Reading guide for The World That We Knew by Alice Hoffman

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The World That We Knew

by Alice Hoffman

The World That We Knew by Alice Hoffman X
The World That We Knew by Alice Hoffman
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  • Published:
    Sep 2019, 384 pages

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Book Reviewed by:
Karen Lewis
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Reading Guide Questions Print Excerpt

Please be aware that this discussion guide may contain spoilers!

  1. This novel is both historical fiction and magical realism. How does Alice Hoffman achieve her unique writing style? What details does she use from each genre? What do each add to the emotional content of the story?
  2. After reading the novel, re-examine the title. Consider who "we" refers to in relation to the story and to your own life.
  3. How do you feel about Ava's relationship with the heron? Has an animal ever affected your spiritual life? Are emotions bound to human experience?
  4. In one of the darkest periods of human history, why do the characters still yearn to live even as the world is falling apart? What makes life precious? Is it love, family, memory, hope?
  5. In fairy tales, beasts are often humane, and humans are often cruel. In The World That We Knew the same is true. Discuss this theme in the novel and in your favorite fairy tales.
  6. Julien and Victor Levy are brothers with very different paths. How does each handle their wartime experience? What do they share despite their differences, and what aspects of their past influences them most?
  7. Marianne initially leaves her father's farm "to find something that belonged to her and her alone" (99), which leads her to Paris. Despite ending up where she began, do you think she has achieved this goal? Why or why not? Did her love story surprise you? What do you think the future holds for her?
  8. We learn halfway through the book that Hanni instructed her daughter to destroy Ava once Lea is brought to safety. Why do you think Lea defies her mother? Do you think she made the right decision? What may have changed her mind?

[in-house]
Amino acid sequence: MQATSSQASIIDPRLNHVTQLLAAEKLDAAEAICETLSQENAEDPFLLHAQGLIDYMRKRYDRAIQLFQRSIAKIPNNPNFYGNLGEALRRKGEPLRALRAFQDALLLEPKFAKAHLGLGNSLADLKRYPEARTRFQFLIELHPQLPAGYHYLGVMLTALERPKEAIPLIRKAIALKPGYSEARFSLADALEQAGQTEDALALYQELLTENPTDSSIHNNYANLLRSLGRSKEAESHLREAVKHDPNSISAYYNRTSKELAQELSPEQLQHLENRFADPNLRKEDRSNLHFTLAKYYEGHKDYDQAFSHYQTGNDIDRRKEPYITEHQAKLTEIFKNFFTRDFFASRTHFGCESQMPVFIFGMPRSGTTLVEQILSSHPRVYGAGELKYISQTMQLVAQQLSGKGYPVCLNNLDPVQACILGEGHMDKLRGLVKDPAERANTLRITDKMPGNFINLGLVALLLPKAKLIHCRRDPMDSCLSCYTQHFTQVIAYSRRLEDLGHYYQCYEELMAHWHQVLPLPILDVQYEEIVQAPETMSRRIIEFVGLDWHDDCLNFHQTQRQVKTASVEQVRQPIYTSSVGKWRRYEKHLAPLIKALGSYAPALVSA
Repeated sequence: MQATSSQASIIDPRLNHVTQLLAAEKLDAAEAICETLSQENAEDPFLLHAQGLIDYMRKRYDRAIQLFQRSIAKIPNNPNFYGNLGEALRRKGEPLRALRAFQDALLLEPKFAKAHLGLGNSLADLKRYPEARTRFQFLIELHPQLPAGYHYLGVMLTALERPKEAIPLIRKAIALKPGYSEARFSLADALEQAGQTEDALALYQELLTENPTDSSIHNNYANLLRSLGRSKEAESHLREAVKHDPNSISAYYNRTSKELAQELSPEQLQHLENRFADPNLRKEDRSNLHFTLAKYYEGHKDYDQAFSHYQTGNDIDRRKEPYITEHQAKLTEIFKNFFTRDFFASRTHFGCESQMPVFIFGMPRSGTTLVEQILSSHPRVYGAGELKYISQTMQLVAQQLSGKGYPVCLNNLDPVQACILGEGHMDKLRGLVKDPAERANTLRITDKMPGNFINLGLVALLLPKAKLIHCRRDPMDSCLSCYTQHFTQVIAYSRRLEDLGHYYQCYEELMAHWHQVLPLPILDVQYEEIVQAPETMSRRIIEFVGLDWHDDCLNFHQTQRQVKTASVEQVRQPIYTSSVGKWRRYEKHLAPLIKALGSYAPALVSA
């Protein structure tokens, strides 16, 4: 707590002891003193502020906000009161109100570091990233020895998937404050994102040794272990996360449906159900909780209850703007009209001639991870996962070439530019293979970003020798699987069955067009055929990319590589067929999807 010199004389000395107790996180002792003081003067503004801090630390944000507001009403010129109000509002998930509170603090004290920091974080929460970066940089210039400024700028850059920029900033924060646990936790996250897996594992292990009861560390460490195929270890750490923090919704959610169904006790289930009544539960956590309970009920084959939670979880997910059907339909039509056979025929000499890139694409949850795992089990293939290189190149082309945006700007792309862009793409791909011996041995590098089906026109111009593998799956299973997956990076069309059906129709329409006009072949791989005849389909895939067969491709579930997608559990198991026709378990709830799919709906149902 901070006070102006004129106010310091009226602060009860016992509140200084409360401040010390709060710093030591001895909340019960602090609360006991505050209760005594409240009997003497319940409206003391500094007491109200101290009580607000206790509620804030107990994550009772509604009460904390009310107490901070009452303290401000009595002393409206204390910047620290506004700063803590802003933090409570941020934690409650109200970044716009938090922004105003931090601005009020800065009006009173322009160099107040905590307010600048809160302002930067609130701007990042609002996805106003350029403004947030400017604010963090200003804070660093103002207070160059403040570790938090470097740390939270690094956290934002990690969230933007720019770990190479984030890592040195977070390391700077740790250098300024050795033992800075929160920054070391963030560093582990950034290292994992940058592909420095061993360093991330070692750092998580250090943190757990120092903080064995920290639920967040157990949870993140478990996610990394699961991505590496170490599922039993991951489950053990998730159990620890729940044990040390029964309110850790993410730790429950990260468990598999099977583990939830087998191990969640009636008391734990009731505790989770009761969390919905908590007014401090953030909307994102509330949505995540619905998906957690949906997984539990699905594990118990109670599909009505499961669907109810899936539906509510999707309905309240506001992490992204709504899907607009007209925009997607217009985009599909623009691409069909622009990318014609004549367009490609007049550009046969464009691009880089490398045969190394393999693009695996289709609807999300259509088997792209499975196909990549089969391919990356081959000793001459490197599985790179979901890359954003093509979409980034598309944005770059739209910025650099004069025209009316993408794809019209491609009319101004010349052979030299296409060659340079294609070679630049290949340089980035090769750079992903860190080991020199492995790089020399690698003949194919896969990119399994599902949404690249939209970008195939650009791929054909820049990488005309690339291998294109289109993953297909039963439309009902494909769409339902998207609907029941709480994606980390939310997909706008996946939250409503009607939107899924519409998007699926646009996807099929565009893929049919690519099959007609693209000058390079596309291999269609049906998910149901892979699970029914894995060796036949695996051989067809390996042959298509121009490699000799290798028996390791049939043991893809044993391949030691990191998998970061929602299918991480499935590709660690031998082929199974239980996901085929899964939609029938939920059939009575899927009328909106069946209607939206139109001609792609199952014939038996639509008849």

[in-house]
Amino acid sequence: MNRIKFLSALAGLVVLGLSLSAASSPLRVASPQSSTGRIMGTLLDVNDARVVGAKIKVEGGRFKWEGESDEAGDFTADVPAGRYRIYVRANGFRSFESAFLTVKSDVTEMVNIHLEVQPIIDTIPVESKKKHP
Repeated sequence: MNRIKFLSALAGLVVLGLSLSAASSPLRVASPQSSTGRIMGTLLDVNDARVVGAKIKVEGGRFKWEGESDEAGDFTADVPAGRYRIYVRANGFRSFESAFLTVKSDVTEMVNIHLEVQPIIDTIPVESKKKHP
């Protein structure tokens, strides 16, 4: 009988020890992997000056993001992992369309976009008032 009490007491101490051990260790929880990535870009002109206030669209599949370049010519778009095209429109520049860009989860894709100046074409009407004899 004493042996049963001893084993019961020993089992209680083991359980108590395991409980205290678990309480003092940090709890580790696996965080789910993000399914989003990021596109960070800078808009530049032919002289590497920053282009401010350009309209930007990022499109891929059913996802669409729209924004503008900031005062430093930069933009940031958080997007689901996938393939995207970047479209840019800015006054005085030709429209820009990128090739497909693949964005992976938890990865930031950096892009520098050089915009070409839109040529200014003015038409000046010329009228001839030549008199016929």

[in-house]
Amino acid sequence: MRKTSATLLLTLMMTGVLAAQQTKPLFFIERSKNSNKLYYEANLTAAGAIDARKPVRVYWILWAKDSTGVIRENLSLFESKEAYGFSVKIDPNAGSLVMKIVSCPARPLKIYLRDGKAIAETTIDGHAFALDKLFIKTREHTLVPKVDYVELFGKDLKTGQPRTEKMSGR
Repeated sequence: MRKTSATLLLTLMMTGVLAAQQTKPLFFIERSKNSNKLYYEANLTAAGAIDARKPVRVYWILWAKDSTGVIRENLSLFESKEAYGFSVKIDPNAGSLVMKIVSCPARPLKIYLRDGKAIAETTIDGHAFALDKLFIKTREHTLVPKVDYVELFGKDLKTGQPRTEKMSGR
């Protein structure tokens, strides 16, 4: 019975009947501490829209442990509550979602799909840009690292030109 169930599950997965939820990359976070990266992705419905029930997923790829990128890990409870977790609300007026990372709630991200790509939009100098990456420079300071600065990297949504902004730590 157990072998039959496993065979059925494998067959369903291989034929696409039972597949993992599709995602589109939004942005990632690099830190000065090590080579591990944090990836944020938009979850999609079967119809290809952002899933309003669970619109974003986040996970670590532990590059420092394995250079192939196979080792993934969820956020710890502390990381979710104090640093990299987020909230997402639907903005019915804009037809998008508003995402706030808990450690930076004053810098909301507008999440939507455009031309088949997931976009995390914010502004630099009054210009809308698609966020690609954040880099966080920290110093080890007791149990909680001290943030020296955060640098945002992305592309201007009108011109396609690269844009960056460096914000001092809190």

9. The book begins with Hanni making a great sacrifice to save her daughter and ends with Ava doing the same. What do these women share? Is it possible to love someone else's children as if they were your own?
  10. Ava is a golem, a mysterious creature of Jewish legend, controlled by her maker and created to do another's bidding, but something changes. She longs for free will. Do you think she finds it?
  11. Ettie yearns to be a scholar and a rabbi, but because she's female these goals are unavailable to her. How does she create her own fate, and what leads her to rebel against the constraints of gender and history? Does war create opportunities for women to act outside of conventional roles?
  12. Lea's mother's voice is heard throughout the novel in the italicized sections. The loss of a mother and the loss of a child is central to the story. How are the long-lasting effects of loss woven through the novel?
  13. Can Ava posses a soul due to her ability to love? How does love change a world of hate, and how does it affect the characters in the novel?

Enhance Your Book Club

  1. To explore Jewish mysticism read Isaac Baschevis Singer's The Golem, a more traditional telling of the story with male protagonists, then write your own golem story.
  2. Using the map at the front of the book, make copies and trace the routes each of the main characters take throughout the story. Use different colors for each character, and make note of where their paths converge and diverge.
  3. Try making your own recipe for Hardship Soup using favorite family ingredients. Share at your next book group discussion. You can invent Ava's recipe for bread, again using your preferred ingredients.
  4. Gather photographs to create your own story of your family's history and share family legends and lore.


Unless otherwise stated, this discussion guide is reprinted with the permission of Simon & Schuster. Any page references refer to a USA edition of the book, usually the trade paperback version, and may vary in other editions.

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